How McCoy FCU Reduced Its Delinquencies 45% In 6 Months

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ORLANDO, Fla.-McCoy FCU reduced delinquencies by 45% during the first half of 2010 by getting aggressive with collections.

The CU began calling delinquent members more often, repossessing cars sooner, and making it clear to members that their obligation to the credit union is not going away. To be able to do those things and more, the $430-million MFCU reorganized its collections department and outsourced early stage collections to Lending Solutions Inc. (LSI), based in Elgin, Ill.

"We were well over a 4% delinquency rate at the start of the year," explained Kevin Freeman, VP of loan services for McCoy. "But we made some very good strides through spring and they held through the summer."

Some of the success is due to restructuring debt, but much of the credit goes to staying after members. The CU increased its callback frequency to every two or three days, depending on the size of the loan. A person whose delinquency is for a loan of $10,000 or more is contacted every two days, below $10,000 a person is reached out to every three days. "The squeaky wheel gets the grease," Freeman noted. "These members owe other institutions. If we are not in front of them reminding them they owe us, that payment could go elsewhere."

David Brooke, LSI EVP, shared that collections calls are as much about timing as frequency. "When we make contact with members for McCoy, we find out when those members get paid. If they are getting paid on a Thursday we are on the phone with them Friday morning."

Repossessions are now made when members are 45 to 60 days delinquent, as opposed to 90 days or longer, MFCU's former policy. "Word of mouth around town is that McCoy is more aggressive with collateral," Freeman said. "That's encouraged members to pay."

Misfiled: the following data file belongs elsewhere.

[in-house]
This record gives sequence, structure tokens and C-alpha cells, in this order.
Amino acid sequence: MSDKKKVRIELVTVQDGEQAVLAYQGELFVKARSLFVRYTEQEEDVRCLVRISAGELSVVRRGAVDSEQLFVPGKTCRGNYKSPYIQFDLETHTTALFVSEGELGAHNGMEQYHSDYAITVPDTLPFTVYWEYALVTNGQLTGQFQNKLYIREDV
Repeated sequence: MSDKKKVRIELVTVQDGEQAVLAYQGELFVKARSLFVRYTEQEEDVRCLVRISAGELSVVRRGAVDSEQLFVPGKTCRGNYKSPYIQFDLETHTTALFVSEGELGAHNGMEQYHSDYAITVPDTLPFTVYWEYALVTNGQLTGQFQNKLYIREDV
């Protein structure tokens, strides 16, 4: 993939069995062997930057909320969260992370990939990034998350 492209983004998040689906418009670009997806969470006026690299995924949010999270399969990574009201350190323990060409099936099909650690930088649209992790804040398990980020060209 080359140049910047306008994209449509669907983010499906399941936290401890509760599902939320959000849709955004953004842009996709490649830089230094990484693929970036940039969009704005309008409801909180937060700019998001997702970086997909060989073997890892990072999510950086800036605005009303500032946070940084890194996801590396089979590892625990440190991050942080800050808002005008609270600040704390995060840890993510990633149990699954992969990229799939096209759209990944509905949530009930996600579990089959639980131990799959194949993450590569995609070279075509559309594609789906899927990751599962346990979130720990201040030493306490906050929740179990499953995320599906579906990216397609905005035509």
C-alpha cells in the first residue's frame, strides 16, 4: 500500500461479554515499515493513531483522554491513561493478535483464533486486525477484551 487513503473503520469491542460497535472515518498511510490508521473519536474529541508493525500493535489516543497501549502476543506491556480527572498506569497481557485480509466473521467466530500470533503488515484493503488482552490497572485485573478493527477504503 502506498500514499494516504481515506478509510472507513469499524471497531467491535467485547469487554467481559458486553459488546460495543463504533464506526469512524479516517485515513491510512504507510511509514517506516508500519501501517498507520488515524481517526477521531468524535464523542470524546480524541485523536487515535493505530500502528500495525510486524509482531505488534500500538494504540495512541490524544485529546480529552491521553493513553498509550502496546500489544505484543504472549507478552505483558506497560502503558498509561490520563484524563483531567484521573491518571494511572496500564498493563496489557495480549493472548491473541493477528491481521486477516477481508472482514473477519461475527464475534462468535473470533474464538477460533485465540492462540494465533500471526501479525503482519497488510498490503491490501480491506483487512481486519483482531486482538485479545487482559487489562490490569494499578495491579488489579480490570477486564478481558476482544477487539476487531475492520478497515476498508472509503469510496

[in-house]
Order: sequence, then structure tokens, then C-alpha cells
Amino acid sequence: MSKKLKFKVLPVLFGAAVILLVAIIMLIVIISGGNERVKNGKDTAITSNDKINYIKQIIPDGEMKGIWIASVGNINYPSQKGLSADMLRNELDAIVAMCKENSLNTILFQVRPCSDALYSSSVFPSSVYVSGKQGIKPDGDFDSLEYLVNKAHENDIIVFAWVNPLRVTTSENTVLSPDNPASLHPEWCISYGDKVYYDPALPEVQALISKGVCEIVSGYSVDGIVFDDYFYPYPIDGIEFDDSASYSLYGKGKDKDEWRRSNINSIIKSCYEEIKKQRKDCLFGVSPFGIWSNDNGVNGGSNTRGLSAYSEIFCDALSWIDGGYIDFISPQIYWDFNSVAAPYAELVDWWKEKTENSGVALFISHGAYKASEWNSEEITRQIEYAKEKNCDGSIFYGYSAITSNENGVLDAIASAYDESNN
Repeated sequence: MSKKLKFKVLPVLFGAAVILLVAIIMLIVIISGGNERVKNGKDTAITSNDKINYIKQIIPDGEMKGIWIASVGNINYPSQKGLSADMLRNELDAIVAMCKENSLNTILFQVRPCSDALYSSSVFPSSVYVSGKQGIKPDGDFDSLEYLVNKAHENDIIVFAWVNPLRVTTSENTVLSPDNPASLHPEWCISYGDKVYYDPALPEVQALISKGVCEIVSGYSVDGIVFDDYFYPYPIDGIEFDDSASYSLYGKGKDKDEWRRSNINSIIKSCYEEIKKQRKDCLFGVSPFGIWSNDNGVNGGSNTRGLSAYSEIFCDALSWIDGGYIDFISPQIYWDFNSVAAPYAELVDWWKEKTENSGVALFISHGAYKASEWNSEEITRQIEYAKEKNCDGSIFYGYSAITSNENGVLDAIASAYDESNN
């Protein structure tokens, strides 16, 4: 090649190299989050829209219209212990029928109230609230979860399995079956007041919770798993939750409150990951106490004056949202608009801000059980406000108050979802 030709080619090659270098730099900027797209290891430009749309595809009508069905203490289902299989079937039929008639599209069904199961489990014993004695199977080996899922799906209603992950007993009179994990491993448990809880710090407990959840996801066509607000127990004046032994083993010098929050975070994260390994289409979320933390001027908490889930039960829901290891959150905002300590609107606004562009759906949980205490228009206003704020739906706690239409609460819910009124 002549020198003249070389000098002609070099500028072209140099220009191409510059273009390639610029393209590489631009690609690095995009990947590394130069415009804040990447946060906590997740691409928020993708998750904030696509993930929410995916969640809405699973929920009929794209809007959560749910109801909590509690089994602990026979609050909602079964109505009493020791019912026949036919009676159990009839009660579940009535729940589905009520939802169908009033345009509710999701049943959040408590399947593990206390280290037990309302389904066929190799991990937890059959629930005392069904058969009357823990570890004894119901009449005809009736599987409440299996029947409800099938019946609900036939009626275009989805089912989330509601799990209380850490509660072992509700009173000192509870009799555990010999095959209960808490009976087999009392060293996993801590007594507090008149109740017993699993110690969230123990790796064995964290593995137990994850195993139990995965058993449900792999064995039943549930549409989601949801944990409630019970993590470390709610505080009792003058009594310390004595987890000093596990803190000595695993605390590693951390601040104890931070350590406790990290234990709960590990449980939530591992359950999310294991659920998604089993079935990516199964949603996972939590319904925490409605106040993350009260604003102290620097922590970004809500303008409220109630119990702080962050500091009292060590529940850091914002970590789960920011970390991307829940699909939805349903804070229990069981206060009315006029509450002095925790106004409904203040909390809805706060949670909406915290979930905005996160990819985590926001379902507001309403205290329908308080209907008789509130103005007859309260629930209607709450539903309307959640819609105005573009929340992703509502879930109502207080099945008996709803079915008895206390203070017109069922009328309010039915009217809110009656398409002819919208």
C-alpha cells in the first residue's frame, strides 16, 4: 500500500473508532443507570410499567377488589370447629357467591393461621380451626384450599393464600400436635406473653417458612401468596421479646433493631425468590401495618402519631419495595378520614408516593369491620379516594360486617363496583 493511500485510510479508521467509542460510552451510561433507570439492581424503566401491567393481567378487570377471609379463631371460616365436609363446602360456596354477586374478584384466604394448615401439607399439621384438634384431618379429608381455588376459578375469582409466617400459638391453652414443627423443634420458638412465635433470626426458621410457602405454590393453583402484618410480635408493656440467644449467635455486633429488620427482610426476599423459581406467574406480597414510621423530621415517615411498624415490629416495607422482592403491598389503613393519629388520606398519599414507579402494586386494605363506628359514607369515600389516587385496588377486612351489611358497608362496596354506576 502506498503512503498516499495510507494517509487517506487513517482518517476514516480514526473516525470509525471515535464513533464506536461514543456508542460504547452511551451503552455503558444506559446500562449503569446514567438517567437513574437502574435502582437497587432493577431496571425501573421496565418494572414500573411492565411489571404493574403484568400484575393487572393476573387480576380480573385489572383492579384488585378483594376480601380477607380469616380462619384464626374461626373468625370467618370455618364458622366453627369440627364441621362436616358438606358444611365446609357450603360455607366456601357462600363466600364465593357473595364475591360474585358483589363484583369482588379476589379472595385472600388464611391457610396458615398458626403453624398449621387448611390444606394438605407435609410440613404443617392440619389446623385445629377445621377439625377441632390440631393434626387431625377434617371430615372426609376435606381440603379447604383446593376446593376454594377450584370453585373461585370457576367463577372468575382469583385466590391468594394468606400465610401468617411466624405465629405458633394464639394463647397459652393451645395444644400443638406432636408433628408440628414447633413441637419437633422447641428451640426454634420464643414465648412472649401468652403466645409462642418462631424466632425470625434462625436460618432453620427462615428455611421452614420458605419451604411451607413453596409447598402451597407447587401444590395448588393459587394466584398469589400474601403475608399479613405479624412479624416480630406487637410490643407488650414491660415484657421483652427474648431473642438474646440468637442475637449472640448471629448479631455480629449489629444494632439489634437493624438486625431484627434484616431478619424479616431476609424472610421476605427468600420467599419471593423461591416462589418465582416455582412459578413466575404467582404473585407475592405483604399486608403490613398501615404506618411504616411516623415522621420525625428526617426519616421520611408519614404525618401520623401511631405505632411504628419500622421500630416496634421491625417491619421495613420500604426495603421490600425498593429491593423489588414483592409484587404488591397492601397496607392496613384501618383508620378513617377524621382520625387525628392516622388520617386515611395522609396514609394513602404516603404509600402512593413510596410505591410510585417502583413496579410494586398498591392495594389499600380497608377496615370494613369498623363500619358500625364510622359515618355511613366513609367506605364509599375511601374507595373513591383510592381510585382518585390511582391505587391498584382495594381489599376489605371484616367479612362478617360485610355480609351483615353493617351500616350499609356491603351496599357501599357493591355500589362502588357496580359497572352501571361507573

Outsourcing early stage (15 to 59 days) delinquent accounts to LSI relieved staff workload, which allowed the team of 14 to focus on the more difficult collections-60 days and beyond. Freeman said LSI collectors have been effective at preventing early stage delinquencies from slipping past 60 days. An additional clerical person was hired to take away much of the paperwork and phone answering duties the CU's collections staff had shared.

"During the day collectors got bogged down with paperwork and inbound calls," Freeman said. "Say you are working on a skip trace, you get a call, and then you have to take a half hour out of your day when you should be concentrating on the skip trace."

Having staff focus on specific tasks, has improved performance. Team members are now more specialized and experts at what they do, contended Freeman. "Now we have four strong collectors making nothing but calls, one person handling inbound calls, one person on bankruptcy and delinquent mortgages, one person on repos, one on modifications, etc."

The costs associated with the changes-an additional staff member and charges from LSI-are easily outweighed by the reduction in write-offs. Freeman said the credit union had been writing off about $1 million a month. "We dropped that to under $700,000 in August and I expect it to be under that total in September," Freeman said.

While Brooke said LSI charges in the range of $30 per account per month to do its full-service work, that cost varies a great deal based on discounts for volume and commitment. "And a credit union's collections needs change al the time," he added.

In the midst of all the "tough work" the collections department performs, Freeman said MFCU tries to have fun when it can. "We brought in a bell we ring if someone collects a 60-day or greater delinquency. We all clap our hands and yell. It helps to make things a little lighter and builds a sense of team, because the staff knows that each collection results from the contributions of everyone."

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